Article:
A new agreement with China keeps pandas at the Zoo.
By Peter Winkler
Wind chilled the bones but not the spirits of the small crowd gathered at the panda habitat on January 20, 2011. The shivering guests, who included U.S. Secretary of the Interior Ken Salazar, watched intently as two men sat down at a table. Clad in dark suits and crimson ties, they were Dennis Kelly, director of the Smithsonian’s National Zoo, and Zang Chunlin, secretary general of the China Wildlife Conservation Association.
Tian Tian and Mei Xiang, the Zoo's giant pandas. (Jessie Cohen/NZP)
Lying before Kelly and Zang on the red-draped table were a pair of black binders, each containing a copy—one in English, one in Chinese—of a new agreement between the two institutions. Behind the signatories cavorted the true stars of the day—Mei Xiang and Tian Tian, the Zoo’s giant pandas. The agreement confirms that the Zoo will likely remain their home for the next five years. (That likely is because there’s the possibility of exchanging pandas if our cub drought continues.) Any cub born at the Zoo will stay here for the first four years of its life, then head to China. In exchange for all this, the Zoo will contribute funds for conservation efforts in the bears’ homeland.
You won’t be surprised to learn that plenty of footwork led up that magic moment at the panda habitat. Kelly and other Zoo officials traveled twice to China to hammer out details of the agreement. Senior scientist Dave Wildt and his colleagues documented the Zoo’s long record of panda science, demonstrating to the U.S. Fish and Wildlife Service (which must approve the importation of any endangered species) that the Zoo’s pandas are serious research subjects as well as a popular animal attraction. After all, what Kelly and Zang signed was no mere loan deal. It was a Giant Panda Cooperative Research and Breeding Agreement. Three key words from that title—cooperative, research, breeding—describe both the Zoo’s panda heritage and its hopes for the future.
Each year for more than a decade now, wildlife biologist Bill McShea has spent two months in China. He ventures far out of the cities, into “the middle of nowhere,” to find wild pandas and their neighbors, such as Asiatic black bears and takin.
He doesn’t go alone. With him come Chinese wildlife workers eager to polish their skills. “You can’t go to school in China for wildlife management,” McShea explains, so opportunities for hands-on training are prized. “Our job,” he says, “is to say that these are the things wildlife people need to know.”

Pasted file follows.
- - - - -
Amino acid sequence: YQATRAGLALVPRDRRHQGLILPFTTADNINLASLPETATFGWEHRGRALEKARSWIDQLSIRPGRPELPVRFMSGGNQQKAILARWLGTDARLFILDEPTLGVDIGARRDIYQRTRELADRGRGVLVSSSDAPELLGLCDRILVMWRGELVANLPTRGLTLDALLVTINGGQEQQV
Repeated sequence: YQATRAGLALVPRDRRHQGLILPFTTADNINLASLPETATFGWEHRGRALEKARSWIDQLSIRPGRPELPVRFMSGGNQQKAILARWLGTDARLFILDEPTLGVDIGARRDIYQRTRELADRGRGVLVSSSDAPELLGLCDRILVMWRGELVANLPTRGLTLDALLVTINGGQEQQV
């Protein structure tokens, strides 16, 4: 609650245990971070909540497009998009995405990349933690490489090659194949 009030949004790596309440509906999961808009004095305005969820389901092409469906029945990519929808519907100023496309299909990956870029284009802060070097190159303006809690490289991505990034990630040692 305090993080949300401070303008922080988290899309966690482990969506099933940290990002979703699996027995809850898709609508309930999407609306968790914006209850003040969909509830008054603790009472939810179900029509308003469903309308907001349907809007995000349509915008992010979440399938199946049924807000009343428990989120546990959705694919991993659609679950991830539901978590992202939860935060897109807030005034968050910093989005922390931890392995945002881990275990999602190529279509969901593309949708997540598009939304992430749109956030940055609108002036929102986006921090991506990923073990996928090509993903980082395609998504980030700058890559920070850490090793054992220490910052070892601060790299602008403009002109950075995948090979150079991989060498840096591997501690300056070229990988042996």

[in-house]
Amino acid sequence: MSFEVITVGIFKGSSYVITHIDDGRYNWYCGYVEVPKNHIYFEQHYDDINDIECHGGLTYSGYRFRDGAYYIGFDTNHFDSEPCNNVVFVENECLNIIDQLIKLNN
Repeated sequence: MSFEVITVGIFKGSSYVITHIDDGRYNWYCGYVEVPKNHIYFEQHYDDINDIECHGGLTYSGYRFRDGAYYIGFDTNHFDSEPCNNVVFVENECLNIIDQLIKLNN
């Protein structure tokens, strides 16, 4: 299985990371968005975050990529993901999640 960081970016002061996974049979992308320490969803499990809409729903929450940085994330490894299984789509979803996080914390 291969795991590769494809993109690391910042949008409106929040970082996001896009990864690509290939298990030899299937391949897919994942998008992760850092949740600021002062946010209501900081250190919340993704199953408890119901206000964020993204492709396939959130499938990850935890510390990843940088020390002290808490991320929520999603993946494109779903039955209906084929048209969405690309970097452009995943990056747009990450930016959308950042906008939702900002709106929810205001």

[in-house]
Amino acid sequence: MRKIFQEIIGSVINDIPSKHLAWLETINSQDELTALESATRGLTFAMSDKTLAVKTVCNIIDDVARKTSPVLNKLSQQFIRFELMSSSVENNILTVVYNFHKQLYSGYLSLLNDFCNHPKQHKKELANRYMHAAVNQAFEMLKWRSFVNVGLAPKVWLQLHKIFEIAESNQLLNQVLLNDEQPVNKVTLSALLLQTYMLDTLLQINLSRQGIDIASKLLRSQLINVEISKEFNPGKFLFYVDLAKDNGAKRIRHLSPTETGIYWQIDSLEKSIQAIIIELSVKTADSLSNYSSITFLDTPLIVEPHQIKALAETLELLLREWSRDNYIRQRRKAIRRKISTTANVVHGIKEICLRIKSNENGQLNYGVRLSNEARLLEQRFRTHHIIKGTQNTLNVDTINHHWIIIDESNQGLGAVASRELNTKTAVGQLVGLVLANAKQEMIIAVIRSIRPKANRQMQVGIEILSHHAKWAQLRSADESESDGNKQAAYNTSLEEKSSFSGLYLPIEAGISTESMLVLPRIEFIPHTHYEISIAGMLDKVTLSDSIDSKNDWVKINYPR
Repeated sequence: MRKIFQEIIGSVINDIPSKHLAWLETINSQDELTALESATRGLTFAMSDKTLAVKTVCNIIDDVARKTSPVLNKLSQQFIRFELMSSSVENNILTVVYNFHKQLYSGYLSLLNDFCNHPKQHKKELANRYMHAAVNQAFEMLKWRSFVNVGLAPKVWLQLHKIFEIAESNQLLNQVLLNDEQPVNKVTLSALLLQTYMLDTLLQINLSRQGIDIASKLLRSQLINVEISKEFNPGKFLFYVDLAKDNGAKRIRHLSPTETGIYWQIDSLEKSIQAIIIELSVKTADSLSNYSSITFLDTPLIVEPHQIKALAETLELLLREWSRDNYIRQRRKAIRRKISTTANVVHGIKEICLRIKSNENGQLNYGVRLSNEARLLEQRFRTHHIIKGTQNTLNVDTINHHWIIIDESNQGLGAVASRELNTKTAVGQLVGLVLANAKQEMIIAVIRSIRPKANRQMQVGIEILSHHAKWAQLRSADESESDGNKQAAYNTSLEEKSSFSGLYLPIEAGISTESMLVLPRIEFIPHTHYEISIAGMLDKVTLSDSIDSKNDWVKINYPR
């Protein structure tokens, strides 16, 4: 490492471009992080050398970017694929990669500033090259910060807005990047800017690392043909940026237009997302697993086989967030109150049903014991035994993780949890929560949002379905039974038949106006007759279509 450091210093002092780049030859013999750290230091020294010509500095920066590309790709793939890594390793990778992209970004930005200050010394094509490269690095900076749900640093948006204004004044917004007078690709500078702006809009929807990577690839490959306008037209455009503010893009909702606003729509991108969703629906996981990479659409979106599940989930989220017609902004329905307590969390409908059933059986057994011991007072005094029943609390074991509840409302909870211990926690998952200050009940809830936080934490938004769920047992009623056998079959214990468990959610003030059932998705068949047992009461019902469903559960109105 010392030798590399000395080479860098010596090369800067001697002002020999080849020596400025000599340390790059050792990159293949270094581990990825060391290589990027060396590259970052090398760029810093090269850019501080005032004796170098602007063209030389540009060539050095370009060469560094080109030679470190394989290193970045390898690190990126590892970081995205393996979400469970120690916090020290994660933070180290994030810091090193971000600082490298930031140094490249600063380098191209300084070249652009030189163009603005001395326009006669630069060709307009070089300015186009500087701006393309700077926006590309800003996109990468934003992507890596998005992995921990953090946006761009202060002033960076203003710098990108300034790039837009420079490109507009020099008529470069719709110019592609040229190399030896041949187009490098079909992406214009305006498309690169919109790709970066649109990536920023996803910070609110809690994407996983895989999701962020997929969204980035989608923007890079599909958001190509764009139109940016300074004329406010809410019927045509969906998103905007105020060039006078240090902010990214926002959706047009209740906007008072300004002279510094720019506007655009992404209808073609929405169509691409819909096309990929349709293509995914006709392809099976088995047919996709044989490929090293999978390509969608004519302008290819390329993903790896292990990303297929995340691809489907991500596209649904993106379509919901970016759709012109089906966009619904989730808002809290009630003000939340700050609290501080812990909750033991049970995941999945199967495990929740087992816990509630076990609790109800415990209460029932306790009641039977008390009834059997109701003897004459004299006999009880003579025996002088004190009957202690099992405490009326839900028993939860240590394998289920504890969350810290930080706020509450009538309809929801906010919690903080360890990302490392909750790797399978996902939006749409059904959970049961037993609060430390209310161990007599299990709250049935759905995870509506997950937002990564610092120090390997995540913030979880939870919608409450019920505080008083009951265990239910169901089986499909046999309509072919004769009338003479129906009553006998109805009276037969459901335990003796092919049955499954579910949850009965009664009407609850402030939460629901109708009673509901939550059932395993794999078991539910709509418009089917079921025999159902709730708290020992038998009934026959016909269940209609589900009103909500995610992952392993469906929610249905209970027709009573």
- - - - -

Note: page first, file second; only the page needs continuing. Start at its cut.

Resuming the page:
McShea teaches his Chinese colleagues how to conduct censuses and surveys of large mammals, such as the approximately 1,600 giant pandas that live in the wild. His colleague Melissa Songer shows how to use geographic information systems (GIS) and other high-tech tools for tracking wildlife.
Mei Xiang (Jessie Cohen/NZP)
“They love it!” McShea says of his students. Ninety percent of them work on Chinese wildlife refuges, so they keenly appreciate anything that helps them become more effective at their jobs. For his part, McShea loves “mentoring people along the way” and knowing that he’s “making a real contribution” to wildlife conservation in China.
Like McShea, Dave Wildt, who heads the Zoo’s Center for Species Survival, has plenty of China stamps on his passport. He coordinates the National Zoo’s panda programs, staying on top of happenings as far apart as Washington, D.C., and Wolong, China. “I keep everyone abreast of what’s going on,” he says.
Wildt’s work has given him abundant opportunities to further international cooperation on behalf of pandas. In 1996, he went to China as part of the Conservation Breeding Specialist Group, which explored issues in the captive breeding of pandas—a notoriously difficult challenge. “It was,” he says, “a terrific opportunity to get involved with China.”
Two years later, Wildt took part in an international team that undertook a biomedical survey of some 60 giant pandas. The group amassed “wonderful research,” and Wildt relished the opportunity for “working hand in hand as partners.” It’s important, he stresses, for American panda experts to resist the temptation to head to China “as missionaries.” Indeed, Wildt’s goal is “training ourselves right out of a job” as China’s corps of panda experts grows.
One of those experts recently demonstrated that sharing panda wisdom is a two-way street. Tang Chunxiang is the director of the Bifengxia Base, the panda reserve that is Tai Shan’s new home. “He’s bred more giant pandas,” says Wildt, “than anyone on the planet.” When Mei Xiang went into estrus this past January, Tang flew to D.C. to aid in efforts to mate her with Tian Tian. “We had great, synergistic, collegial discussions,” says senior curator Brandie Smith, whose portfolio now includes the pandas.
The giant panda “is one of the most fascinating species on Earth,” says Wildt. It owes much of its allure to mystery. The uniqueness of the giant panda means puzzles aplenty for scientists. As Wildt notes, “we still have much to learn about panda reproduction.”
One of the top challenges to understanding the wild lives of giant pandas is that they live only in remote, rugged mountains in China. According to a white paper prepared by Zoo scientists, the terrain “makes accurate surveying nearly impossible.” Scientists also know less than they would like about the “type and quality” of panda habitat.
All that said, National Zoo scientists have learned a lot about giant pandas in the past decade. Under the terms of the
Zoo’s agreement with China, scientists have studied these beloved bears both in the wild and in captivity. Based on field research, scientists are fairly certain that “wild pandas live in highly fragmented isolates, many of which do not have sustainable populations.”